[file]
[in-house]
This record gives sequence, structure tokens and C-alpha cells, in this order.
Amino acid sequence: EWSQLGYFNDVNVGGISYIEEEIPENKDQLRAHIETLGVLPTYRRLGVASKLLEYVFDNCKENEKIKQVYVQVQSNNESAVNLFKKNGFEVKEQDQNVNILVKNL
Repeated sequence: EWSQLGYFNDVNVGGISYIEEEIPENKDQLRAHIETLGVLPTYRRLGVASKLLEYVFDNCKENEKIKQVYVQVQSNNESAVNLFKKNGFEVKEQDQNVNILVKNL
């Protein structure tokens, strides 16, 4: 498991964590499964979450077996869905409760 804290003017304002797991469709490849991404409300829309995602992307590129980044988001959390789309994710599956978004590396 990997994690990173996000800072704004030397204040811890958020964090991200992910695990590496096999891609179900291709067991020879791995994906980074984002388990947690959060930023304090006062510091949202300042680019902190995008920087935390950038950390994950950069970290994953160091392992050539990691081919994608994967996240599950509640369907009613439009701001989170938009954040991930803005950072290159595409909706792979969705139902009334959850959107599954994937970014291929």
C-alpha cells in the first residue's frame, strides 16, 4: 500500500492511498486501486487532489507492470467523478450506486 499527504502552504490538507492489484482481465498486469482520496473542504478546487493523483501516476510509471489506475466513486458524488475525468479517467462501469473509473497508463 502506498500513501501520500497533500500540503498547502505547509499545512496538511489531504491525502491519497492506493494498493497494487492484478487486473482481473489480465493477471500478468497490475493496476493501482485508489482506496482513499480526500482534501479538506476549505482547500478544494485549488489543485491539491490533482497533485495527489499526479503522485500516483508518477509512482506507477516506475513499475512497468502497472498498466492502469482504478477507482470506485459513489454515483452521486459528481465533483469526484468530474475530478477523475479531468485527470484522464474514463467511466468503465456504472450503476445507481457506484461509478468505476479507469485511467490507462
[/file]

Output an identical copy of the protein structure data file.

[in-house]
This record gives sequence, structure tokens and C-alpha cells, in this order.
Amino acid sequence: EWSQLGYFNDVNVGGISYIEEEIPENKDQLRAHIETLGVLPTYRRLGVASKLLEYVFDNCKENEKIKQVYVQVQSNNESAVNLFKKNGFEVKEQDQNVNILVKNL
Repeated sequence: EWSQLGYFNDVNVGGISYIEEEIPENKDQLRAHIETLGVLPTYRRLGVASKLLEYVFDNCKENEKIKQVYVQVQSNNESAVNLFKKNGFEVKEQDQNVNILVKNL
């Protein structure tokens, strides 16, 4: 498991964590499964979450077996869905409760 804290003017304002797991469709490849991404409300829309995602992307590129980044988001959390789309994710599956978004590396 990997994690990173996000800072704004030397204040811890958020964090991200992910695990590496096999891609179900291709067991020879791995994906980074984002388990947690959060930023304090006062510091949202300042680019902190995008920087935390950038950390994950950069970290994953160091392992050539990691081919994608994967996240599950509640369907009613439009701001989170938009954040991930803005950072290159595409909706792979969705139902009334959850959107599954994937970014291929």
C-alpha cells in the first residue's frame, strides 16, 4: 500500500492511498486501486487532489507492470467523478450506486 499527504502552504490538507492489484482481465498486469482520496473542504478546487493523483501516476510509471489506475466513486458524488475525468479517467462501469473509473497508463 502506498500513501501520500497533500500540503498547502505547509499545512496538511489531504491525502491519497492506493494498493497494487492484478487486473482481473489480465493477471500478468497490475493496476493501482485508489482506496482513499480526500482534501479538506476549505482547500478544494485549488489543485491539491490533482497533485495527489499526479503522485500516483508518477509512482506507477516506475513499475512497468502497472498498466492502469482504478477507482470506485459513489454515483452521486459528481465533483469526484468530474475530478477523475479531468485527470484522464474514463467511466468503465456504472450503476445507481457506484461509478468505476479507469485511467490507462